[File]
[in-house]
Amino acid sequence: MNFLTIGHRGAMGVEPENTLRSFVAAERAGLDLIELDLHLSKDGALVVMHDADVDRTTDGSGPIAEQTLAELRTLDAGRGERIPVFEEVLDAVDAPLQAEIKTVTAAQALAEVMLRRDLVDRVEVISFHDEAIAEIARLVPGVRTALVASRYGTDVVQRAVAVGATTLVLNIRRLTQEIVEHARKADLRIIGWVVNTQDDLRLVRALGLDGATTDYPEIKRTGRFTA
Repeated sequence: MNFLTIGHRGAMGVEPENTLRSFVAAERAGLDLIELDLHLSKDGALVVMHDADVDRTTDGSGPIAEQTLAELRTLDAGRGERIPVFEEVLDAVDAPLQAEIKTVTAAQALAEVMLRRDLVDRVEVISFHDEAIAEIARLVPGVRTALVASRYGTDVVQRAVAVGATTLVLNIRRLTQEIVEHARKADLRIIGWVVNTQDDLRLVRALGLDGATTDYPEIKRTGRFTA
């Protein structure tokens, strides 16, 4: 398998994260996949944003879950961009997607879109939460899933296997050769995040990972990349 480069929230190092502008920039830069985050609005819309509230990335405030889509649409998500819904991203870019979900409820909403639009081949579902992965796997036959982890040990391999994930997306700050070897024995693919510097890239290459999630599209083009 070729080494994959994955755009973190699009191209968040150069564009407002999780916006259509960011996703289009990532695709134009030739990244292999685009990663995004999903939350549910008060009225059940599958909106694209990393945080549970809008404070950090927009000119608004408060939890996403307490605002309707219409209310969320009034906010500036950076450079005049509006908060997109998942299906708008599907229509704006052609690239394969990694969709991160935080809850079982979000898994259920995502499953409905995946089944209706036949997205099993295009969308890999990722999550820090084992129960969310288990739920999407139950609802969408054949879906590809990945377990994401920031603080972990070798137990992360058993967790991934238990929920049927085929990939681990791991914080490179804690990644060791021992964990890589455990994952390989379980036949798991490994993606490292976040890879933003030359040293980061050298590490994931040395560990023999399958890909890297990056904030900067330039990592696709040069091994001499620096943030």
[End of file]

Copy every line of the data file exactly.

[in-house]
Amino acid sequence: MNFLTIGHRGAMGVEPENTLRSFVAAERAGLDLIELDLHLSKDGALVVMHDADVDRTTDGSGPIAEQTLAELRTLDAGRGERIPVFEEVLDAVDAPLQAEIKTVTAAQALAEVMLRRDLVDRVEVISFHDEAIAEIARLVPGVRTALVASRYGTDVVQRAVAVGATTLVLNIRRLTQEIVEHARKADLRIIGWVVNTQDDLRLVRALGLDGATTDYPEIKRTGRFTA
Repeated sequence: MNFLTIGHRGAMGVEPENTLRSFVAAERAGLDLIELDLHLSKDGALVVMHDADVDRTTDGSGPIAEQTLAELRTLDAGRGERIPVFEEVLDAVDAPLQAEIKTVTAAQALAEVMLRRDLVDRVEVISFHDEAIAEIARLVPGVRTALVASRYGTDVVQRAVAVGATTLVLNIRRLTQEIVEHARKADLRIIGWVVNTQDDLRLVRALGLDGATTDYPEIKRTGRFTA
């Protein structure tokens, strides 16, 4: 398998994260996949944003879950961009997607879109939460899933296997050769995040990972990349 480069929230190092502008920039830069985050609005819309509230990335405030889509649409998500819904991203870019979900409820909403639009081949579902992965796997036959982890040990391999994930997306700050070897024995693919510097890239290459999630599209083009 070729080494994959994955755009973190699009191209968040150069564009407002999780916006259509960011996703289009990532695709134009030739990244292999685009990663995004999903939350549910008060009225059940599958909106694209990393945080549970809008404070950090927009000119608004408060939890996403307490605002309707219409209310969320009034906010500036950076450079005049509006908060997109998942299906708008599907229509704006052609690239394969990694969709991160935080809850079982979000898994259920995502499953409905995946089944209706036949997205099993295009969308890999990722999550820090084992129960969310288990739920999407139950609802969408054949879906590809990945377990994401920031603080972990070798137990992360058993967790991934238990929920049927085929990939681990791991914080490179804690990644060791021992964990890589455990994952390989379980036949798991490994993606490292976040890879933003030359040293980061050298590490994931040395560990023999399958890909890297990056904030900067330039990592696709040069091994001499620096943030």